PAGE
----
He folded, face turning crimson and gold eyes swirling madly.
The front walk was banked with crimson petunias, the lawn spring-green and the window-boxed geraniums aglow.
Her face deepened to crimson, and her dilating eyes dropped to his lips before flying up again.
She watched the crimson drop form, stretch, then fall into the fountain.
The palette before her encompassed every hue on the color wheel from bright yellow to crimson red.
He let out a primordial scream and threw the glass of blood at the painting with so much force, the crystal shattered and blood splattered crimson all over the painting and wall.
He looked up and saw her thumb turning crimson with blood.
Crimson painted toes and fingernails matched the gown perfectly.
His gaze lingered on her hand, where crimson blood was smeared.
Vara stood alone on the cliff's edge at the boundary of Oceanan and Tiyan, clad in a crimson-lined cloak.
His face went pale and then turned crimson from the neck up.
The costume of the Tosks differs from that of the Ghegs; its distinctive feature is the white plaited linen fustanella or petticoat, which has been adopted by the Greeks; the Ghegs wear trews of white or crimson native cloth adorned with black braid, and a short, close-fitting jacket, which in the case of wealthy persons is embellished with gold lace.
The manakins are nearly all birds of gay appearance, generally exhibiting rich tints of blue, crimson, scarlet, orange or yellow in combination with chestnut, deep black, black and white, or olive green; and among their most obvious characteristics are their short bill and feeble feet, of which the outer toe is united to the middle toe for a good part of its length.
The ribbon is green with a crimson central stripe.
High, with several varieties, of which C. Burridgeanum with zones of white, crimson and yellow is best.
As Denzel Washington's character observed in the movie Crimson Tide, "In the nuclear world, the true enemy is war itself."
Colonel Roosevelt was there, on Harvard's side; but bless you, he wore a white sweater, and no crimson that we know of!
His bright eyes found out the jars of treasure among the trees, and as the idle fairies left them there until noon, at which time Mr. Sun is the strongest, the delicate glass began to melt and break, and before long every jar and vase was cracked or broken, and the precious treasures they contained were melting, too, and dripping slowly in streams of gold and crimson over the trees and bushes of the forest.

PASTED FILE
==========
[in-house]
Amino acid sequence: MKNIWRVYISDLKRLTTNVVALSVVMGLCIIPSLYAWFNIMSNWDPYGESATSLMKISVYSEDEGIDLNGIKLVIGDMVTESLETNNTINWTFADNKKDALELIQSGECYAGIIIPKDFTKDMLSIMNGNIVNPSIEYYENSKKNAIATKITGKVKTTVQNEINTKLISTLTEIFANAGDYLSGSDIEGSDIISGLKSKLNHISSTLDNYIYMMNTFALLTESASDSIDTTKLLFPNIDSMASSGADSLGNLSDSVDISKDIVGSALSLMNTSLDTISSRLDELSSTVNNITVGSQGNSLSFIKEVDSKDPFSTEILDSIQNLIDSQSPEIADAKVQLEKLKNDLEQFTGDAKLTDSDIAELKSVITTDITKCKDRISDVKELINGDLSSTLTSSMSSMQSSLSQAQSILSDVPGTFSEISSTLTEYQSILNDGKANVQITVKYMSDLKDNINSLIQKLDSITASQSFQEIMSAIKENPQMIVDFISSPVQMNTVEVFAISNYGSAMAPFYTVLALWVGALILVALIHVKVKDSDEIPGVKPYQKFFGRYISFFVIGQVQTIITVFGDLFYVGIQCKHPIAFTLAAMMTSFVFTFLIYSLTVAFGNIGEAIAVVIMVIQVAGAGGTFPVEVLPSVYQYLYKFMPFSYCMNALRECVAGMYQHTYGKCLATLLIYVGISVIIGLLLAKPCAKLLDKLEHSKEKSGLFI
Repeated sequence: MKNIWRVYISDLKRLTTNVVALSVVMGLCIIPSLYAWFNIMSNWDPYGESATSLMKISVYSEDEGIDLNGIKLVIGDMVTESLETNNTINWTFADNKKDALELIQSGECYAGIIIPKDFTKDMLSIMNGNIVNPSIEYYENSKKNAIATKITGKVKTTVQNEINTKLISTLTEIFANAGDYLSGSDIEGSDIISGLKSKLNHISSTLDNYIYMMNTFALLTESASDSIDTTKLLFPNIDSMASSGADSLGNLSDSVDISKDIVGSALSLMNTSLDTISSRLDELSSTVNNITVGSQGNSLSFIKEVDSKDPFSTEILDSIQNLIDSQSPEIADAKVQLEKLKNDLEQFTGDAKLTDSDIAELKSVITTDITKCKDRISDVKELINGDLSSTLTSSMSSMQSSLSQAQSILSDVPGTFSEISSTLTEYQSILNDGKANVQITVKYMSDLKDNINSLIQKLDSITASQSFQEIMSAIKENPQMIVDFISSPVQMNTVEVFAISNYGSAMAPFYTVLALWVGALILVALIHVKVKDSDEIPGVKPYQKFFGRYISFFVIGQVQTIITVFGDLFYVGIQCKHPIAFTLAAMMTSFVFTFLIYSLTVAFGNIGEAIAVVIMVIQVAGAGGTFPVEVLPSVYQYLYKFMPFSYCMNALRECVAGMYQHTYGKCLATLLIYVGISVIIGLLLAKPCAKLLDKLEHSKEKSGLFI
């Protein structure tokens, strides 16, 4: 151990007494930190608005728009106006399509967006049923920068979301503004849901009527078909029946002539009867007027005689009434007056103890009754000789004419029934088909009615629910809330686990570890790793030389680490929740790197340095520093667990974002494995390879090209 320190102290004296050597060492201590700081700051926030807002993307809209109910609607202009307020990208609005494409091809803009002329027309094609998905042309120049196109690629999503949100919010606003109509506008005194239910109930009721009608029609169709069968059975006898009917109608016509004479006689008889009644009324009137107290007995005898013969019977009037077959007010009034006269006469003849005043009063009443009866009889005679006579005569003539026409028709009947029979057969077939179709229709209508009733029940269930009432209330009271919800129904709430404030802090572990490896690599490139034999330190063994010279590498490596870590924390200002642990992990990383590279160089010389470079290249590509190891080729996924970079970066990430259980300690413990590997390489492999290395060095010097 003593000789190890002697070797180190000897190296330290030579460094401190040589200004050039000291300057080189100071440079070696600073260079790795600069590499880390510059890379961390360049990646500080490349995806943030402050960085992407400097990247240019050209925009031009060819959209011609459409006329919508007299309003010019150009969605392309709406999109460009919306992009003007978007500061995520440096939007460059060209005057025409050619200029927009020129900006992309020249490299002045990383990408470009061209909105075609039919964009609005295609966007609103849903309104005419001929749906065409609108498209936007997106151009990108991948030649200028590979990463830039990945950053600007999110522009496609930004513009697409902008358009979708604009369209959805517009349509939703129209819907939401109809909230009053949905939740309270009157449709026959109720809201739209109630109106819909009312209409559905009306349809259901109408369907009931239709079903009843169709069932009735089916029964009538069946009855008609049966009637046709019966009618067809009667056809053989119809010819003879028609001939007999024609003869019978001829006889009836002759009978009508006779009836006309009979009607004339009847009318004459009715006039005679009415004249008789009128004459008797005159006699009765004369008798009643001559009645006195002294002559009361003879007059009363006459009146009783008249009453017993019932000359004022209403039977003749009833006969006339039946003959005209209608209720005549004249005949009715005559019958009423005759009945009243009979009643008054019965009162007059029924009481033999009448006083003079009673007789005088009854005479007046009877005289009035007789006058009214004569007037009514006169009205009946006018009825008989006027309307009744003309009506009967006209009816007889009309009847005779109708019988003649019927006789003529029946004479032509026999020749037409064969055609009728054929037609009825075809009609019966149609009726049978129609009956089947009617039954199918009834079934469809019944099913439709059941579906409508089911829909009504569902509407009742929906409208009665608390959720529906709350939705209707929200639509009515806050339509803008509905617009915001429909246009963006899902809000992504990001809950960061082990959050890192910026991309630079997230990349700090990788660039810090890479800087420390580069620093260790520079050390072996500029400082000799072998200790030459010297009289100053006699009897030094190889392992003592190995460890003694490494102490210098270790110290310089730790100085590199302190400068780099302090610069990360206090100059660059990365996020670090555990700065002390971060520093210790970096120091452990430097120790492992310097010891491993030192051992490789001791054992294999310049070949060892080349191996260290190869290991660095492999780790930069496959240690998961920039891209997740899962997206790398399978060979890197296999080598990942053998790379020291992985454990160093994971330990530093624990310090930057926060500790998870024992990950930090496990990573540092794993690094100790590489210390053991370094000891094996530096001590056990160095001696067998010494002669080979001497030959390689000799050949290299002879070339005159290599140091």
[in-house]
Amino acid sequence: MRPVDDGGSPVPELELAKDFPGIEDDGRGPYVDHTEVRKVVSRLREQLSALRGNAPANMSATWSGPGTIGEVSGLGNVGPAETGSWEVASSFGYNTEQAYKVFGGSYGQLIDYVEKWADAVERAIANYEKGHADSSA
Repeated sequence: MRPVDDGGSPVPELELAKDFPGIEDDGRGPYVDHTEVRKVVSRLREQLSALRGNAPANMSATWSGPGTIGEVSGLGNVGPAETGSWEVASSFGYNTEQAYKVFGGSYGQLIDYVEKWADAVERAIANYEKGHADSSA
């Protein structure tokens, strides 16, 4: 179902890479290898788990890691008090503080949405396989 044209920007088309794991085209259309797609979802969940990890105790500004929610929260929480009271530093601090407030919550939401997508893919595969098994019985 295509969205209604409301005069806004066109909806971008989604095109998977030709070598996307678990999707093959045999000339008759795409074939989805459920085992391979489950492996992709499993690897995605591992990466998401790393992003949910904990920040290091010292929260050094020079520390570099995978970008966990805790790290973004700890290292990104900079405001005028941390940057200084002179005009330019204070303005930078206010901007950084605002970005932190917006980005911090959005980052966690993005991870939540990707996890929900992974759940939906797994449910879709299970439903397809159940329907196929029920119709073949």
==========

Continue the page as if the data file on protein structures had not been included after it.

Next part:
Still the idle fairies did not notice what was happening, for they were down on the grass, and the wonderful shower of treasure was a long time in reaching them; but at last they plainly heard the tinkling of many drops falling like rain through the forest, and sliding from leaf to leaf until they reached the little bushes by their side, when to their astonishment they discovered that the rain-drops were melted rubies which hardened on the leaves, and turned them to crimson and gold in a moment.
Then looking around more closely, they saw that much of the treasure was already melted, for the oaks and maples were arrayed in gorgeous dresses of gold and crimson and emerald.
In August, the large masses of berries, which, when in flower, had attracted many wild bees, gradually assumed their bright velvety crimson hue, and by their weight again bent down and broke the tender limbs.
He suddenly blushed crimson, and it was plain that he had made a great effort to say this.
Behind her in the doorway appeared a student with a crimson coat collar, an officer of the Guards, a girl of fifteen, and a plump rosy-faced boy in a short jacket.
He was riding a very fine thoroughbred gray Arab horse with a crimson gold-embroidered saddlecloth.
Pierre suddenly flushed crimson and for a long time tried not to look at Natasha.